Charterers and charter contracts

Star InactiveStar InactiveStar InactiveStar InactiveStar Inactive
 

The traditional contract of carriage for the movement of these goods is the charter party

Charterers are traders, merchants, commodity brokers who simply hire a vessel from the owner for the movement of a specific cargo or raw materials, usually bulk cargo, for a specific voyage or time period. The traditional contract of carriage for the movement of these goods is the charter party.

The chartering markets are very much divided into dry cargoes and the tanker market.

In both trades standard forms of contract are used although in practice these forms will probably be subject to additions, deletions and covered with added typed clauses.These forms are produced by organisations such as the Baltic International Maritime Council (BIMCO) (www.bimco.org) and the International Chamber of Shipping (ICS) (www.marisec.org).

In the dry cargo markets standard forms such as the GENCO are used especially in a single voyage charter. This is where the ship is hired to go to a specified port, load a specific type and quantity of cargo, then carry it to a specific port for discharge all for a negotiated rate usually based on a per tonne of cargo basis.

Many charterers may have a requirement to ship more than one shipment of cargo and in this case, a consecutive voyages charter party may be entered into.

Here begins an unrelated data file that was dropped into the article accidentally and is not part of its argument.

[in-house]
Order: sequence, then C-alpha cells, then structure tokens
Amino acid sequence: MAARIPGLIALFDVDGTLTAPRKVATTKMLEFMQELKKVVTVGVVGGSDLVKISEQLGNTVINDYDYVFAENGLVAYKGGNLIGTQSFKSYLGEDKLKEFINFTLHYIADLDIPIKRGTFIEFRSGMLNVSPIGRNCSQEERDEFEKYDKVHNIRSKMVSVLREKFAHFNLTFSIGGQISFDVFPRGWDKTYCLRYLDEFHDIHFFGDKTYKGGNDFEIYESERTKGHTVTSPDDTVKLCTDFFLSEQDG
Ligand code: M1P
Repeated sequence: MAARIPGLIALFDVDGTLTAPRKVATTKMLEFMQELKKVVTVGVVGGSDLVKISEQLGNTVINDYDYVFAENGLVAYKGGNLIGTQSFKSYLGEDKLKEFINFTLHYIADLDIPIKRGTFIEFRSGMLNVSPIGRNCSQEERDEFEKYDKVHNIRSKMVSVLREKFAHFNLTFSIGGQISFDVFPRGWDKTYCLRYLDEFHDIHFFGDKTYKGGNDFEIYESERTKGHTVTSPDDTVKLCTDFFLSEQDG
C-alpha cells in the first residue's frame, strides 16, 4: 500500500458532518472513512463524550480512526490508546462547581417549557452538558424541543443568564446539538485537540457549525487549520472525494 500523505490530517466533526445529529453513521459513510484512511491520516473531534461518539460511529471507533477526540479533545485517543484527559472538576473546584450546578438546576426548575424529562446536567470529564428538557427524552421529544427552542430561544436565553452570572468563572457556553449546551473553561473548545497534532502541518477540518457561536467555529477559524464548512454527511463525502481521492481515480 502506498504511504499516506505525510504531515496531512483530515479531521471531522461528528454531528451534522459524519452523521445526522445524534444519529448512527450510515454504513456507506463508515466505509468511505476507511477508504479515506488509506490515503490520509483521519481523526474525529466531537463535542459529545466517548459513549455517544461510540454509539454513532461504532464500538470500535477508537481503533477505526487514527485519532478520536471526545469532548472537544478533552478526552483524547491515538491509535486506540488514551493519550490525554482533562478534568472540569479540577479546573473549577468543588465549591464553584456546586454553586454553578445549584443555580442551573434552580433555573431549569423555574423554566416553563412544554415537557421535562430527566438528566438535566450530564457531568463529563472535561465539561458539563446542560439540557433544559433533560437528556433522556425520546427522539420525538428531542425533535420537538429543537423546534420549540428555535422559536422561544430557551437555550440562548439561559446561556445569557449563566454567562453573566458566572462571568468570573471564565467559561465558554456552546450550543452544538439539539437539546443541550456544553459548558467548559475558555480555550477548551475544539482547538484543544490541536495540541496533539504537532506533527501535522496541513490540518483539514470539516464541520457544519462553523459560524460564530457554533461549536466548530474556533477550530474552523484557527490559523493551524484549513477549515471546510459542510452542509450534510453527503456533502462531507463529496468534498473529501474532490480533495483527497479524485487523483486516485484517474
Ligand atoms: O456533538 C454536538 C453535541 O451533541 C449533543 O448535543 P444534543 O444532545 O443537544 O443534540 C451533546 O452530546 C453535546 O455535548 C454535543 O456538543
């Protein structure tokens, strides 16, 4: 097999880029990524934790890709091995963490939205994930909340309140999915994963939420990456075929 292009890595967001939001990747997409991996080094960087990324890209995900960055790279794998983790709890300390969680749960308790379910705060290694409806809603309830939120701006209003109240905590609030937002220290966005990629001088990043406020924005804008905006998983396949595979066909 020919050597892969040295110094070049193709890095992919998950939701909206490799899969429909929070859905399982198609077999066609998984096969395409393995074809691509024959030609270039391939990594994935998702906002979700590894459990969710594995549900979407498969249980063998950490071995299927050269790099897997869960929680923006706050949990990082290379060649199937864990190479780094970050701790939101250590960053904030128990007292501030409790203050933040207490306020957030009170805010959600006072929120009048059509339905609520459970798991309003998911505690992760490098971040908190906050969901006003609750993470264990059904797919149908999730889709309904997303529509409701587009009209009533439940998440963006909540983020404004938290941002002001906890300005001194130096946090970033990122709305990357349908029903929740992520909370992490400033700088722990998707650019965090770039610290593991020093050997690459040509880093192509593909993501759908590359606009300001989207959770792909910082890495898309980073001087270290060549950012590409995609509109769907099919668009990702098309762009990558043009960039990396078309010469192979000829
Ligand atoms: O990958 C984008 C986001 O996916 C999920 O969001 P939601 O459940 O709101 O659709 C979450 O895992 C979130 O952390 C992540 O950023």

Another form of charter party is the time charter. When a charterer has the requirement to ship more than one shipment involving more than one loading or discharge port, over a period of time, then this type of charter party gives the charter that flexibility. In this contract the ship owner retains the running of the ship but all commercial decisions are made by the charterer. The charterer in return as well as paying the hire fees also pays for the fuel and the expenses associated with their instructions to the vessel.

charterer role

In the tanker trade there are single voyage, consecutive voyage, time charter and contracts of affreightment. The latter two are the more common types used due to the vagaries of the tanker market. The demand for crude oil by the producers and refiners can and will affect the load or discharge port even during the voyage. Standard forms are still used and these have been produced by the oil majors and organisations like Intertanko. Shellvoy is a common tanker charter party form.

The main difference between dry and tanker charters is the way the freight rate is expressed. In the dry charter market the rate is easily fixed at a rate per tonne of cargo carried. In the tanker trade, the choice of loading or discharge port can change quickly due to the changing demand by the producers and refiners. To overcome this, a scale of nominal rates, worldscale was introduced after the second world war which, with amendments, is still used today. This worked by allowing a charter to the whole of the Arabian Gulf as the load port and say Europe as the discharge port. The final rate was then sorted out once details of the exact loading and discharging port were known. This fluctuation in the markets was adjusted by applying a plus or minus percentage to the Worldscale rate.

Interesting articles

About CAMER

Home

Mediation services between Shipowners, Charterers and the different actors in the transport industry of any type of merchandise, facilitating the management of their operations. We offer our experience, personal and reliable service.